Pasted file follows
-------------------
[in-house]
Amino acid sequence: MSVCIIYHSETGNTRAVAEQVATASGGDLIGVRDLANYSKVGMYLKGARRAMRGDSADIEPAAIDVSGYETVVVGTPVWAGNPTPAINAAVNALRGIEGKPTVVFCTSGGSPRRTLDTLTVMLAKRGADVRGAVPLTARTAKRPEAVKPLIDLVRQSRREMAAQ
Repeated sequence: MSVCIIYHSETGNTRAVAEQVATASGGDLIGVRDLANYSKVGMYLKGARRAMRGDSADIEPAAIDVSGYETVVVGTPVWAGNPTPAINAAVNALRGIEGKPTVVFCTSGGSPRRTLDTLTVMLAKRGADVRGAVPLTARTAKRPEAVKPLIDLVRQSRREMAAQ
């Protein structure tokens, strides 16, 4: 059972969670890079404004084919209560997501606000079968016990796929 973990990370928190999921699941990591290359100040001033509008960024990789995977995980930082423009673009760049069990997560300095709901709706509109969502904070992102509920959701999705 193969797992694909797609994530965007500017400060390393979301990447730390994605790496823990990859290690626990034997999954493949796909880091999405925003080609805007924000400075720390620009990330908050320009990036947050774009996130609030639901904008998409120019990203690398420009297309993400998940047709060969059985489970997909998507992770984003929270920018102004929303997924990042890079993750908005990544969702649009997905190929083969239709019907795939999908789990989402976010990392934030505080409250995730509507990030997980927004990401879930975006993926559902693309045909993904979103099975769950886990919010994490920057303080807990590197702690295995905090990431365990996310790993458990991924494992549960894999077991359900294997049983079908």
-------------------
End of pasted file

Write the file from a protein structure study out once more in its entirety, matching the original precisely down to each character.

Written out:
[in-house]
Amino acid sequence: MSVCIIYHSETGNTRAVAEQVATASGGDLIGVRDLANYSKVGMYLKGARRAMRGDSADIEPAAIDVSGYETVVVGTPVWAGNPTPAINAAVNALRGIEGKPTVVFCTSGGSPRRTLDTLTVMLAKRGADVRGAVPLTARTAKRPEAVKPLIDLVRQSRREMAAQ
Repeated sequence: MSVCIIYHSETGNTRAVAEQVATASGGDLIGVRDLANYSKVGMYLKGARRAMRGDSADIEPAAIDVSGYETVVVGTPVWAGNPTPAINAAVNALRGIEGKPTVVFCTSGGSPRRTLDTLTVMLAKRGADVRGAVPLTARTAKRPEAVKPLIDLVRQSRREMAAQ
């Protein structure tokens, strides 16, 4: 059972969670890079404004084919209560997501606000079968016990796929 973990990370928190999921699941990591290359100040001033509008960024990789995977995980930082423009673009760049069990997560300095709901709706509109969502904070992102509920959701999705 193969797992694909797609994530965007500017400060390393979301990447730390994605790496823990990859290690626990034997999954493949796909880091999405925003080609805007924000400075720390620009990330908050320009990036947050774009996130609030639901904008998409120019990203690398420009297309993400998940047709060969059985489970997909998507992770984003929270920018102004929303997924990042890079993750908005990544969702649009997905190929083969239709019907795939999908789990989402976010990392934030505080409250995730509507990030997980927004990401879930975006993926559902693309045909993904979103099975769950886990919010994490920057303080807990590197702690295995905090990431365990996310790993458990991924494992549960894999077991359900294997049983079908």